Politics has always been confusing business, rife with contradictions, but lately — when it comes to the Democratic party and policies that impact gay & lesbian families — it’s starting to turn me into something of a dizzy queen. Or at least dizzier than usual. And this today is Blogging for Gay & Lesbian Families Day and follows on the heels of some interesting political developments, it seemed appropriate to step back into the maelstrom.
Bring the Dramamine.
It started yesterday, when I received via email a link to Howie Klein’s Huffington Post piece about HRC’s incredibly daft endorsement of Joe Lieberman.
Because I was lucky enough to have had something of a reputation as an enlightened corporate leader for several years, my mantle is filled with awards from progressive public advocacy groups like the ACLU, GLAAD, People For the American Way and HRC. Actually my mantle used to have an HRC award on it.
But a little over a week ago, just as the National Organization For Women (NOW), DFA and MoveOn.org were bravely stepping forward to say they would no longer support Democrats who have taken their constituencies for granted and have voted in support of bigoted nominees and who have consistently sent mixed signals on hate-issues– two glaring problems between Lieberman and the GLBT community– HRC endorsed Lieberman over clear, enlightened, unambiguously progressive and pro-gay Ned Lamont. So I took the award down and put it in a box where no one– including, or especially, myself– will see it.
I won’t go into Lieberman’s deficit on gay issues, since other bloggers have covered that territory very well (Pam among them). And I agree with Parachutec at Firedoglake that Ned Lamont — Lieberman’s challenger — deserves enthusiastic GLBT support. But I got an acute case of whiplash when I noticed that Kos linked to Parachutec’s post. Not that there’s anything wrong with that. Like I said, I agree that HRC’s move is nearly inexplicable. But I had to chuckle when I remembered something Kos said a while back about “one-issue” groups like HRC.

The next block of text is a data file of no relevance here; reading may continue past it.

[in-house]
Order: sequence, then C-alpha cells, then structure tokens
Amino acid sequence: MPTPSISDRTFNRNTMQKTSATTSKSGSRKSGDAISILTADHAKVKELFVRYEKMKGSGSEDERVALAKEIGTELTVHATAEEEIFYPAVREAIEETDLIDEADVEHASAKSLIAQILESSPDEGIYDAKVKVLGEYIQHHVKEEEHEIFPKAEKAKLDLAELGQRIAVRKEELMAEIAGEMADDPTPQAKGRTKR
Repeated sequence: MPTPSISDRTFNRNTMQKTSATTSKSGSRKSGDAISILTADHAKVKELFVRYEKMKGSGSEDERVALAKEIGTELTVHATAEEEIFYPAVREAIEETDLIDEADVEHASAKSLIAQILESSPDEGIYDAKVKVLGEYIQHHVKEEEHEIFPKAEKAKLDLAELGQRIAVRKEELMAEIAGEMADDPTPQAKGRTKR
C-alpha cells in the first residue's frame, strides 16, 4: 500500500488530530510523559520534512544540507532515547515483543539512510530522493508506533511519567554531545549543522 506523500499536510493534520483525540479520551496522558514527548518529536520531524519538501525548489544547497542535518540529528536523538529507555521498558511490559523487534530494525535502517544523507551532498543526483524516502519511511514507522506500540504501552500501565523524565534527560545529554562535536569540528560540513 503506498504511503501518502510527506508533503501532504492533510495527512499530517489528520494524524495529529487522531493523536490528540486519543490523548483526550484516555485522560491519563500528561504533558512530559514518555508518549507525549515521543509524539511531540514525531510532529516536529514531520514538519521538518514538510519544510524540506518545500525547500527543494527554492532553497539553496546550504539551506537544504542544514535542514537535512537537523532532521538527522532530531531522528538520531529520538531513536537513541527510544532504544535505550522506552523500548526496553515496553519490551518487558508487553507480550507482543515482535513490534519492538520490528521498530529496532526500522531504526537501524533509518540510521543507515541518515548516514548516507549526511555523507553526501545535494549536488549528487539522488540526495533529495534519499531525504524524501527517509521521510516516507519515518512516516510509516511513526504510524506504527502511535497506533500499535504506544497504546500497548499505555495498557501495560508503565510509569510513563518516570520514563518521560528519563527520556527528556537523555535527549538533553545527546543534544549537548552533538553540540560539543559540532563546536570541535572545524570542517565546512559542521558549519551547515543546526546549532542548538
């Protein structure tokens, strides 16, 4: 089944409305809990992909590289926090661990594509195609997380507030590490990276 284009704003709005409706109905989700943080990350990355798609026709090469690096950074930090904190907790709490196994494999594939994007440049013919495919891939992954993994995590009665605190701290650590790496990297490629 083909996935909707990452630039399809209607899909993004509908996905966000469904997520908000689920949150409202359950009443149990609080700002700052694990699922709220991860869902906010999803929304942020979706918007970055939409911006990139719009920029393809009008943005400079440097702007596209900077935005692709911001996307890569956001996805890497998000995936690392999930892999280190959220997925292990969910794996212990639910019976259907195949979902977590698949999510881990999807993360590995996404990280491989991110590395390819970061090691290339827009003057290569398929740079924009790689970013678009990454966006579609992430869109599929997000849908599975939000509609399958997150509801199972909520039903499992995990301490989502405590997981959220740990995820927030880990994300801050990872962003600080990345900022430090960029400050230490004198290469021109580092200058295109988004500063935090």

You know, nothing says they have to endorse an anti-abortion Democrat, but clearly they don’t understand that good politics — turning the Senate Democratic is far more beneficial for their issue (women rights) than anything the Republicans can muster.
Until NARAL (and the rest of the single-issue groups) understand that building a movement is more beneficial to their causes than singular devotion to their pet causes, I can’t take them seriously.
So, is Kos now applauding NARAL, as Klein does, for no longer supporting Dems who abandon their constituents to court the conservative vote? There’s an irony here. After all, keeping Lieberman in the Senate would theoretically keep the Senate Democratic (I understand Lieberman is totally a DINO), even if it wouldn’t exactly push forward the issues HRC allegedly advocates for. And if there weren’t a gay-friendly Democratic challenger in the picture, the setting was a general election, Kos and others might actually cheer a move like HRC’s endorsement of Lieberman; definitely if there was a remotely gay-friendly Republican challenger that HRC didn’t endorse. Then HRC would be seen as “taking one for the team” or, as I put it earlier, getting shafted for the greater good.